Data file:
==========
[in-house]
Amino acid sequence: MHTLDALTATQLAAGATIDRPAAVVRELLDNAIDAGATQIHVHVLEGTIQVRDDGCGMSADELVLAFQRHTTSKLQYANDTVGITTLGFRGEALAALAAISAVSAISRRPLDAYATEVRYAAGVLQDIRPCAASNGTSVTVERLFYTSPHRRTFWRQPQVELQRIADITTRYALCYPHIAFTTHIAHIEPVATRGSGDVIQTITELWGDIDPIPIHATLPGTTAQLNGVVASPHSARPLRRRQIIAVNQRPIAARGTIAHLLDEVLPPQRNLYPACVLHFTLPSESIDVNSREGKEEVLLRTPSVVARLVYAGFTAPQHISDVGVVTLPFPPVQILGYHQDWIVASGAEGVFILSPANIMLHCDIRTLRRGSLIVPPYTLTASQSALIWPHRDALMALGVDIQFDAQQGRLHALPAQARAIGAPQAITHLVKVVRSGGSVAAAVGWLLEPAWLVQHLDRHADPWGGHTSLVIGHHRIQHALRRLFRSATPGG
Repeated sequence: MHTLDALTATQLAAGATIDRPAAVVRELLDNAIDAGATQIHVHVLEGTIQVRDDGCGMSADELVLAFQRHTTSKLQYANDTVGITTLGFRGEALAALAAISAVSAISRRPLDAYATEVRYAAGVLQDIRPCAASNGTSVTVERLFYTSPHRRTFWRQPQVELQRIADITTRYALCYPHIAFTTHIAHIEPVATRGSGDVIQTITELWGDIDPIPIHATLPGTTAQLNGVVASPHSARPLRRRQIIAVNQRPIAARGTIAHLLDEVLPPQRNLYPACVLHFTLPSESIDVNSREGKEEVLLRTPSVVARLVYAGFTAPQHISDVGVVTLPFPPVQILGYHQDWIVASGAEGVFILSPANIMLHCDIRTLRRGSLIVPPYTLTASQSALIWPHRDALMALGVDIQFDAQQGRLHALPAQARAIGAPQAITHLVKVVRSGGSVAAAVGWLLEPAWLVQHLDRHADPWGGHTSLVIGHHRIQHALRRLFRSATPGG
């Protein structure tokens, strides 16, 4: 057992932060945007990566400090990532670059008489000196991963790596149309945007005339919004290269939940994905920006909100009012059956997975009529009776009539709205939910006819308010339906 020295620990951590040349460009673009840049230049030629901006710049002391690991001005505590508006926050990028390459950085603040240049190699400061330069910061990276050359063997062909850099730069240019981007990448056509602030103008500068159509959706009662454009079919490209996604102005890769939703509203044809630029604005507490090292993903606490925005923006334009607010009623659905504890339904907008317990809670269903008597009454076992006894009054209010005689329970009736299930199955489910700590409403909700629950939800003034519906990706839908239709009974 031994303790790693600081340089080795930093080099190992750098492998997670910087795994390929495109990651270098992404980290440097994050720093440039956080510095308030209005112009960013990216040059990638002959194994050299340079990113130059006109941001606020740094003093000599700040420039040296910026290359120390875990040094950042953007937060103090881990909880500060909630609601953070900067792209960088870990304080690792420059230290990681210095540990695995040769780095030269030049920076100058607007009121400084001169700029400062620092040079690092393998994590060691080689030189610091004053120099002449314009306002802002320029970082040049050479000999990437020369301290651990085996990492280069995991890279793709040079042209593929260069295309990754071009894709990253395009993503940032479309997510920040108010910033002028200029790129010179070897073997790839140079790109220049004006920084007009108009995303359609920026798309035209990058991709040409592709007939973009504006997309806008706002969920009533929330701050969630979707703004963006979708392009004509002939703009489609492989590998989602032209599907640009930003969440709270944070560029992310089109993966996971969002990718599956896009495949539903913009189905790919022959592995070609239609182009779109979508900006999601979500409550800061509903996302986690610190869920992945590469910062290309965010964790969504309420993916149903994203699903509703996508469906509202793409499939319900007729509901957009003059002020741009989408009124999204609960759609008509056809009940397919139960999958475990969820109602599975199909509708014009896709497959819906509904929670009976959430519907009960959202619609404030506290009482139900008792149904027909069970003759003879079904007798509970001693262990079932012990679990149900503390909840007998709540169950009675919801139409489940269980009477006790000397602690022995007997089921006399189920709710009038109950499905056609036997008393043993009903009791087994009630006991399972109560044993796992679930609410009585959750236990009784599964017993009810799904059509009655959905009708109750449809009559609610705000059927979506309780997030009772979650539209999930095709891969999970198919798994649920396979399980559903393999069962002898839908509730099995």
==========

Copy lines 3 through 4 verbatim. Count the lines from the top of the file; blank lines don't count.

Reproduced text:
Repeated sequence: MHTLDALTATQLAAGATIDRPAAVVRELLDNAIDAGATQIHVHVLEGTIQVRDDGCGMSADELVLAFQRHTTSKLQYANDTVGITTLGFRGEALAALAAISAVSAISRRPLDAYATEVRYAAGVLQDIRPCAASNGTSVTVERLFYTSPHRRTFWRQPQVELQRIADITTRYALCYPHIAFTTHIAHIEPVATRGSGDVIQTITELWGDIDPIPIHATLPGTTAQLNGVVASPHSARPLRRRQIIAVNQRPIAARGTIAHLLDEVLPPQRNLYPACVLHFTLPSESIDVNSREGKEEVLLRTPSVVARLVYAGFTAPQHISDVGVVTLPFPPVQILGYHQDWIVASGAEGVFILSPANIMLHCDIRTLRRGSLIVPPYTLTASQSALIWPHRDALMALGVDIQFDAQQGRLHALPAQARAIGAPQAITHLVKVVRSGGSVAAAVGWLLEPAWLVQHLDRHADPWGGHTSLVIGHHRIQHALRRLFRSATPGG
């Protein structure tokens, strides 16, 4: 057992932060945007990566400090990532670059008489000196991963790596149309945007005339919004290269939940994905920006909100009012059956997975009529009776009539709205939910006819308010339906 020295620990951590040349460009673009840049230049030629901006710049002391690991001005505590508006926050990028390459950085603040240049190699400061330069910061990276050359063997062909850099730069240019981007990448056509602030103008500068159509959706009662454009079919490209996604102005890769939703509203044809630029604005507490090292993903606490925005923006334009607010009623659905504890339904907008317990809670269903008597009454076992006894009054209010005689329970009736299930199955489910700590409403909700629950939800003034519906990706839908239709009974 031994303790790693600081340089080795930093080099190992750098492998997670910087795994390929495109990651270098992404980290440097994050720093440039956080510095308030209005112009960013990216040059990638002959194994050299340079990113130059006109941001606020740094003093000599700040420039040296910026290359120390875990040094950042953007937060103090881990909880500060909630609601953070900067792209960088870990304080690792420059230290990681210095540990695995040769780095030269030049920076100058607007009121400084001169700029400062620092040079690092393998994590060691080689030189610091004053120099002449314009306002802002320029970082040049050479000999990437020369301290651990085996990492280069995991890279793709040079042209593929260069295309990754071009894709990253395009993503940032479309997510920040108010910033002028200029790129010179070897073997790839140079790109220049004006920084007009108009995303359609920026798309035209990058991709040409592709007939973009504006997309806008706002969920009533929330701050969630979707703004963006979708392009004509002939703009489609492989590998989602032209599907640009930003969440709270944070560029992310089109993966996971969002990718599956896009495949539903913009189905790919022959592995070609239609182009779109979508900006999601979500409550800061509903996302986690610190869920992945590469910062290309965010964790969504309420993916149903994203699903509703996508469906509202793409499939319900007729509901957009003059002020741009989408009124999204609960759609008509056809009940397919139960999958475990969820109602599975199909509708014009896709497959819906509904929670009976959430519907009960959202619609404030506290009482139900008792149904027909069970003759003879079904007798509970001693262990079932012990679990149900503390909840007998709540169950009675919801139409489940269980009477006790000397602690022995007997089921006399189920709710009038109950499905056609036997008393043993009903009791087994009630006991399972109560044993796992679930609410009585959750236990009784599964017993009810799904059509009655959905009708109750449809009559609610705000059927979506309780997030009772979650539209999930095709891969999970198919798994649920396979399980559903393999069962002898839908509730099995």